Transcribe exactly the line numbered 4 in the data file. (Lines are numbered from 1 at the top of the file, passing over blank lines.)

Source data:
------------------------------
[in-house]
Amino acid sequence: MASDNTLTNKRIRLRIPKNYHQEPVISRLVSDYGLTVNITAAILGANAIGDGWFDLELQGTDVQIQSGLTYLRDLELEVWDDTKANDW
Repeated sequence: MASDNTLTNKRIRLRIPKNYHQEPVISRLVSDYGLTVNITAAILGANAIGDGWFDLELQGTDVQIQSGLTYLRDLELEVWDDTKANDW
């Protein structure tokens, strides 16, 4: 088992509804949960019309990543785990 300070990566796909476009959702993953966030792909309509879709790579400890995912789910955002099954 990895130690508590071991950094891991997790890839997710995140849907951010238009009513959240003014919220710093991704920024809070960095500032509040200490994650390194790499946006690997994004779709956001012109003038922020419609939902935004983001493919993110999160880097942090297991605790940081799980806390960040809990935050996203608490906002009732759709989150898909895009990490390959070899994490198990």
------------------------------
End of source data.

């Protein structure tokens, strides 16, 4: 088992509804949960019309990543785990 300070990566796909476009959702993953966030792909309509879709790579400890995912789910955002099954 990895130690508590071991950094891991997790890839997710995140849907951010238009009513959240003014919220710093991704920024809070960095500032509040200490994650390194790499946006690997994004779709956001012109003038922020419609939902935004983001493919993110999160880097942090297991605790940081799980806390960040809990935050996203608490906002009732759709989150898909895009990490390959070899994490198990």